Nimmi Rangaswamy and Neha Kumar
Building on a growing body of human-computer interaction (HCI) literature on information and communication technology (ICT) use in the developing world, this paper describes the vast, growing mobile media consumption culture in India, which relies on the ubiquity of informal socioeconomic practices for reproducing, sharing, and distributing pirated digital media. Using an Actor-Network Theory (ANT) based approach, we show how piracy not only fuels media consumption, but also drives further technology adoption and promotes digital literacy. To do this, we first uncover the role of piracy as a legitimate actor that brings ICT capability to underserved communities and reveal the heterogeneous character of the pirated mobile media distribution and consumption infrastructure in India. We then emphasize the benefits of an ANT-based theorydriven analysis to HCI’s efforts in this arena. In particular, ANT enables us to one, draw attention to the ties in the pirate media network that facilitate the increased decentralization of piracy in India; two, highlight the progressive transition from the outsourcing to the selfsourcing of users’ media needs as this network evolves; and three, recognize the agency of human and non-human entities in this inherently sociotechnical ecosystem.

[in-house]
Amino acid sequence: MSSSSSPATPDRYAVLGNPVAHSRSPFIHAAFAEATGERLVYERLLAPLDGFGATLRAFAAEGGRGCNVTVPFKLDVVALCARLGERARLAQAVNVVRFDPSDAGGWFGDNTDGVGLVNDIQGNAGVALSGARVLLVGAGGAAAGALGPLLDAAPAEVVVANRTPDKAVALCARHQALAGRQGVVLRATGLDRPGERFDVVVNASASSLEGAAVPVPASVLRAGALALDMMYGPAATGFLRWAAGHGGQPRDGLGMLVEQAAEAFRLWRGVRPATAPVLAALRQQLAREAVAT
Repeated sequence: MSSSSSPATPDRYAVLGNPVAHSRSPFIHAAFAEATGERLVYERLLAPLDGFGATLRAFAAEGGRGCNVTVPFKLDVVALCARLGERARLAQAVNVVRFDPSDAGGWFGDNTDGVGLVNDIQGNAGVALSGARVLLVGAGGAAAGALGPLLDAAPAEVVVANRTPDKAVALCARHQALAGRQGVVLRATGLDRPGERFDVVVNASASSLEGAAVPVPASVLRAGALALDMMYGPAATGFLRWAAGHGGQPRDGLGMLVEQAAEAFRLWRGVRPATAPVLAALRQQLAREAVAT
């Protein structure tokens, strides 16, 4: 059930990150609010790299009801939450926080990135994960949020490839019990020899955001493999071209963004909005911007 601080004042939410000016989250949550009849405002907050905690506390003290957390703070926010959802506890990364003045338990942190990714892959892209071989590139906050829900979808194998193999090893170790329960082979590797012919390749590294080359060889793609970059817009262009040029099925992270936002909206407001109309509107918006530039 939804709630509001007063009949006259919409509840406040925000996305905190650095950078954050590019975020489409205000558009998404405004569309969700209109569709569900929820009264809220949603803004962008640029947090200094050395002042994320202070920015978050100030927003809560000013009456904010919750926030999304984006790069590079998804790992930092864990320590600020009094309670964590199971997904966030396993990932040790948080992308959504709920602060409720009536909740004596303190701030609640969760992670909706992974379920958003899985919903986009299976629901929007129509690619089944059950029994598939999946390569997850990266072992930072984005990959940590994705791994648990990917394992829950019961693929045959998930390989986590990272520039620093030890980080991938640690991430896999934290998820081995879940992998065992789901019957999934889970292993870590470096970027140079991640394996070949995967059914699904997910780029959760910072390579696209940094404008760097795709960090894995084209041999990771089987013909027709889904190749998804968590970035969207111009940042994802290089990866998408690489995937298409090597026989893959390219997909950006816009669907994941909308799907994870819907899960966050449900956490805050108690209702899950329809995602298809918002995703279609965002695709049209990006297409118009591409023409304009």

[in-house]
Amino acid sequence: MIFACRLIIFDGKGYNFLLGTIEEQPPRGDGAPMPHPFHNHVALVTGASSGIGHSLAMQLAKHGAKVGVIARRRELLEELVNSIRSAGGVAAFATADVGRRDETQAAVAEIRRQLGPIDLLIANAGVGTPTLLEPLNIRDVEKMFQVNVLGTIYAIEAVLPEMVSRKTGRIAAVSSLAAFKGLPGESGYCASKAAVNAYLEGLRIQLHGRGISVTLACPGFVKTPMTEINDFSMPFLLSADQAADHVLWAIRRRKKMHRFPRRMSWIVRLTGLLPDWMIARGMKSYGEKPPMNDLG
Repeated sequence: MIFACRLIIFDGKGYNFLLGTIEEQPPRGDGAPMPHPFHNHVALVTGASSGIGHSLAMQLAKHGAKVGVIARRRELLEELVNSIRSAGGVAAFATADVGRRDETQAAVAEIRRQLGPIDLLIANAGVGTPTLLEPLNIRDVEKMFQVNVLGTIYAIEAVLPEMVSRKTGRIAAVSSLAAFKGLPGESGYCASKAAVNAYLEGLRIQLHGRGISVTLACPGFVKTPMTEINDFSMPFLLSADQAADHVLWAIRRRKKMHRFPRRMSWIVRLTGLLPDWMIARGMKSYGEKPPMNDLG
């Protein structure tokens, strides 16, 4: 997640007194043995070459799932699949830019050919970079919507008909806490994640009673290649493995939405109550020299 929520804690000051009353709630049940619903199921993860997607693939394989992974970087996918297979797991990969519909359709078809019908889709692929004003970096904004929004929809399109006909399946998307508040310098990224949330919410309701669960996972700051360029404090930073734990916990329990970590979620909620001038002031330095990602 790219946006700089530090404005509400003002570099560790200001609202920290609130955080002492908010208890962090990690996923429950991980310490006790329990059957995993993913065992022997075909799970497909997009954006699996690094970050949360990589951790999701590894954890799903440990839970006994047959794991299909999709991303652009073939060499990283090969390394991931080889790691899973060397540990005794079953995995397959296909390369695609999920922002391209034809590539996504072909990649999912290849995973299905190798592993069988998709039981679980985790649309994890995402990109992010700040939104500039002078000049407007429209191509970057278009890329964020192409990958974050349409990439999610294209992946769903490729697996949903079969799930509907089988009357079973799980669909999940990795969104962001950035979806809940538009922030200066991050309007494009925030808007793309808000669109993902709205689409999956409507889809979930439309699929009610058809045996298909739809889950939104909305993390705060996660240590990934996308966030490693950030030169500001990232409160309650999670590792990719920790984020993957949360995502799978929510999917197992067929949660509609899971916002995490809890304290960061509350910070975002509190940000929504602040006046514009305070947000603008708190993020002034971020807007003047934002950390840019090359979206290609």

|Publisher||ACM Sig CHI 2013|